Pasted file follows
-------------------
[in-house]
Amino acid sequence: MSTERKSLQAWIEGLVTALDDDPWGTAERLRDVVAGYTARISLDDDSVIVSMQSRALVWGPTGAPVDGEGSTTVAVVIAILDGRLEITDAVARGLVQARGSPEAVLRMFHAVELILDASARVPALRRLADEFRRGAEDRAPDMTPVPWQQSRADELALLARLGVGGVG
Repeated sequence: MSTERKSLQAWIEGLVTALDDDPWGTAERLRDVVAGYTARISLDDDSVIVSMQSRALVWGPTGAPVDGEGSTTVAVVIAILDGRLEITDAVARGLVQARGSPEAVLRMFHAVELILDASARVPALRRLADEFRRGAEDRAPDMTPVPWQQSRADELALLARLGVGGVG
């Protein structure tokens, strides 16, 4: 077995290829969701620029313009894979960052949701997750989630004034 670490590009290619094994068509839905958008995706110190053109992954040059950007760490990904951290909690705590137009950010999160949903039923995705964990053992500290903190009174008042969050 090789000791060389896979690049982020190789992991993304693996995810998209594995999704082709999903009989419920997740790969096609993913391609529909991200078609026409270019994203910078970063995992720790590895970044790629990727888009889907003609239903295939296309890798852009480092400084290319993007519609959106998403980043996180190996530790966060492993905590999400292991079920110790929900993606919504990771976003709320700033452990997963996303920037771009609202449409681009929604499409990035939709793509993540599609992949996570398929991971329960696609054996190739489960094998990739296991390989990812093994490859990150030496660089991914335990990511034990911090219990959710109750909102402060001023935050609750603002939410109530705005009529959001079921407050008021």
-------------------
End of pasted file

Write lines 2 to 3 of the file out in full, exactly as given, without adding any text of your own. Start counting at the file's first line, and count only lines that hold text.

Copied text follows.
Amino acid sequence: MSTERKSLQAWIEGLVTALDDDPWGTAERLRDVVAGYTARISLDDDSVIVSMQSRALVWGPTGAPVDGEGSTTVAVVIAILDGRLEITDAVARGLVQARGSPEAVLRMFHAVELILDASARVPALRRLADEFRRGAEDRAPDMTPVPWQQSRADELALLARLGVGGVG
Repeated sequence: MSTERKSLQAWIEGLVTALDDDPWGTAERLRDVVAGYTARISLDDDSVIVSMQSRALVWGPTGAPVDGEGSTTVAVVIAILDGRLEITDAVARGLVQARGSPEAVLRMFHAVELILDASARVPALRRLADEFRRGAEDRAPDMTPVPWQQSRADELALLARLGVGGVG